UCLA researchers in the Department of Bioengineering have developed a novel electrically conductive scaffold system with a hyaluronic acid (HA)-based hydrogel for biomimetic research to treat spinal cord and other central nervous system (CNS) injuries.

Systems and Methods for Monodisperse Drop Generation and Use

UCLA researchers in the Department of Bioengineering have developed systems and methods to produce single particle, monodisperse droplets for use in digital assays, targeted drug delivery, and theranostics.

Neural Modulation Of Autonomic Nervous System To Alter Memory And Plasticity Of The Autonomic Network

Researchers at UCLA from the Departments of Medicine and Bioengineering have created a device that modulates the autonomic nervous system to treat heart conditions like arrhythmias.

Continuous, Quantitative, Selective, Non-Enzymatic Glucose Monitoring Using Conductimetric Analysis

A new molecule that enables glucose monitoring using measurements of solution conductivity. 

Predicting Cefixime Susceptiblity Using Molecular Genotyping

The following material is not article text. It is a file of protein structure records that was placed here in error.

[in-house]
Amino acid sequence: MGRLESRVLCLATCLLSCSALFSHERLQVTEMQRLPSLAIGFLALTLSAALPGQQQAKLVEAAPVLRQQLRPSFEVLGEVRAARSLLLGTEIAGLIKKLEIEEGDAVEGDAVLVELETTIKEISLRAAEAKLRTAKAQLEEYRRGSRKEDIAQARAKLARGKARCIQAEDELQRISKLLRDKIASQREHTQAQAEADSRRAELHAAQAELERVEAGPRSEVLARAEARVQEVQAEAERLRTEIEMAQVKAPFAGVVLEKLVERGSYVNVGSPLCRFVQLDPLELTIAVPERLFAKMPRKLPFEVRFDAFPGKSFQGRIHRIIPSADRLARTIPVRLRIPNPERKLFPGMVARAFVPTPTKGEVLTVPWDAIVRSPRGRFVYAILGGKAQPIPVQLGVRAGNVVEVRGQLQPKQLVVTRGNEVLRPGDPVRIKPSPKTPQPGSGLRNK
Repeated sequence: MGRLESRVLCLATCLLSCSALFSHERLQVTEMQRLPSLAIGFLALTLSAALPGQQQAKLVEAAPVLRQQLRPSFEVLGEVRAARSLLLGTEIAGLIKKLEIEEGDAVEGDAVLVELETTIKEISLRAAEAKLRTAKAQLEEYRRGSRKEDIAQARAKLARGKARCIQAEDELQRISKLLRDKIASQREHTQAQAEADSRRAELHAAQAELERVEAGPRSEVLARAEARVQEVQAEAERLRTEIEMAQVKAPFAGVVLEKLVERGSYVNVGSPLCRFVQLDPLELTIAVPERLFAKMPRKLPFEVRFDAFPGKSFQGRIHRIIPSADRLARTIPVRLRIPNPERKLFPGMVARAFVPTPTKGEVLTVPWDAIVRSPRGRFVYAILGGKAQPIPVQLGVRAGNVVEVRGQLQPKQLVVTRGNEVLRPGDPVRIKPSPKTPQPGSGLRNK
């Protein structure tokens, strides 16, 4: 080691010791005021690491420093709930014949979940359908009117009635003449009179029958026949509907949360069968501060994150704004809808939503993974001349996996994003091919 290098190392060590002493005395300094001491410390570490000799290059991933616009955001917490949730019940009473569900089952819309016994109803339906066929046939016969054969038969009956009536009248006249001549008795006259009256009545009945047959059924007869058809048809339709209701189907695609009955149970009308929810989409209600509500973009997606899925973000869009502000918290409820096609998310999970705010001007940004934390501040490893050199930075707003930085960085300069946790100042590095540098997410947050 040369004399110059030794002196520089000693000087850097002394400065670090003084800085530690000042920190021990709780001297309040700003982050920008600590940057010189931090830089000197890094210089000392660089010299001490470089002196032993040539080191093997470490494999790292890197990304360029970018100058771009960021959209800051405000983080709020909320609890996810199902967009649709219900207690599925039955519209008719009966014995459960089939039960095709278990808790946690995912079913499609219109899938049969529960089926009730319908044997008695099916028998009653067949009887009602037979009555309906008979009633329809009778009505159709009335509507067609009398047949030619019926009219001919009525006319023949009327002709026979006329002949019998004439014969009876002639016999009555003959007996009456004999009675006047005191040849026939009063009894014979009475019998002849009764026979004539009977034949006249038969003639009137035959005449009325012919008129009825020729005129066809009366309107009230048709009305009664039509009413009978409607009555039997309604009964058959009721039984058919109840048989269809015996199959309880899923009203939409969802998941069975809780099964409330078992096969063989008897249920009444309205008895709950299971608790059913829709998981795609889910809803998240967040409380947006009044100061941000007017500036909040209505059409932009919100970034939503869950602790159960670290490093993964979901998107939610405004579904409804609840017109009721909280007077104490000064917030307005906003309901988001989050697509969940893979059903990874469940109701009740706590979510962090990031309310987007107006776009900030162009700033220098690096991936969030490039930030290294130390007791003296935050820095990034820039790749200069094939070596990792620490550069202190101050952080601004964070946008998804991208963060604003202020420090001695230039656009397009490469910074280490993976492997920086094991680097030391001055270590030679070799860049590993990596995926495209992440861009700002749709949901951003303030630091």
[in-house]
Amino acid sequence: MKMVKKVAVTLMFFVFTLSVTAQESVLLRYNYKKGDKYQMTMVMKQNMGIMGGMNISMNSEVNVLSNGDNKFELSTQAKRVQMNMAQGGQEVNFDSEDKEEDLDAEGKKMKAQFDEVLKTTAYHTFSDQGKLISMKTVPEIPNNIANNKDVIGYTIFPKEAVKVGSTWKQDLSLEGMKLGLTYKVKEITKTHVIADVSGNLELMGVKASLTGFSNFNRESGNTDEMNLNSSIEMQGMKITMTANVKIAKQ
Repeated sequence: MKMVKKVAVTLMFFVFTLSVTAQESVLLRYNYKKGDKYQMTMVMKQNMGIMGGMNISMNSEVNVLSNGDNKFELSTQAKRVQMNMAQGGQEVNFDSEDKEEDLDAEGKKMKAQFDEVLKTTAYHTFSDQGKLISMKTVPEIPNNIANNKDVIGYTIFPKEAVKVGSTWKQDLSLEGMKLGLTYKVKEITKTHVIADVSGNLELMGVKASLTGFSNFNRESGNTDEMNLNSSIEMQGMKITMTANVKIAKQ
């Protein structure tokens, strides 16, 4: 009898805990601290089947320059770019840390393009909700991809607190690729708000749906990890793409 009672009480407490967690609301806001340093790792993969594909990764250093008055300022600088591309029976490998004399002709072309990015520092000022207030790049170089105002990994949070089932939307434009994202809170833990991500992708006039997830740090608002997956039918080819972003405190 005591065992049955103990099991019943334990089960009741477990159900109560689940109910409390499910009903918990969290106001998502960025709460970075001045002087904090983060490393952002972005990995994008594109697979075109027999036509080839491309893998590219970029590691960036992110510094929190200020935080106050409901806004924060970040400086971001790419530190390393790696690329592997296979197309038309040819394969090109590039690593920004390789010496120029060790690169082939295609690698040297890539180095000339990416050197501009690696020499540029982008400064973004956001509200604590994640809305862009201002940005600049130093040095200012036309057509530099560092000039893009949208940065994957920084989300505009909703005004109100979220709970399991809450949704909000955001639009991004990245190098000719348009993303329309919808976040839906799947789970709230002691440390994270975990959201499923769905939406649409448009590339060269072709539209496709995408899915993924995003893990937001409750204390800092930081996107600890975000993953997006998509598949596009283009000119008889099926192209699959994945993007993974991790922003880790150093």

UCLA researchers in the David Geffen School of Medicine have developed a novel method to detect the susceptibility of Neisseria gonorrhoeae to the antibiotic cefixime.

Novel Fret Method

Dr. Jiayu Liao and colleagues at the University of California, Riverside have developed a FRET assay using nitrobenzoxadiazole (NBD) and coumarin (CUM) amino acid analogs as a FRET pair.  These fluorophores are genetically encoded into peptides and proteins surrounding a protease cleavage site or ligand binding site and used for FRET-based high throughput screening for enzymes or small molecule inhibitors involved in pathways such as SUMOylation. Researchers have demonstrated FRET for peptides encoded with NBD and CUM separated by 4 and 6 amino acids and excited at 340 nm (Figure 1). Figure 1.  Fluorescent intensity of peptide I (6 amino acids between CUM and NBD) and II (4 amino acids between CUM and NBD) excited at 340 nm.  

Novel Non-Antibody-Based Chimeric Antigen Receptor Against HIV That Also Protects Cells From Infection

UCLA researchers in the Department of Medicine have developed a novel chimeric antigen receptor (CAR) that targets T cells against HIV while protecting T cells from HIV infection.

Novel Protease for Oncology and Inflammatory Diseases

The technology is a novel protease that reduces the ability of cells to respond to the inflammatory cytokine Tumor Necrosis Factor (TNF). High TNF levels have been linked to rheumatoid arthritis, Crohn’s disease and many types of cancers.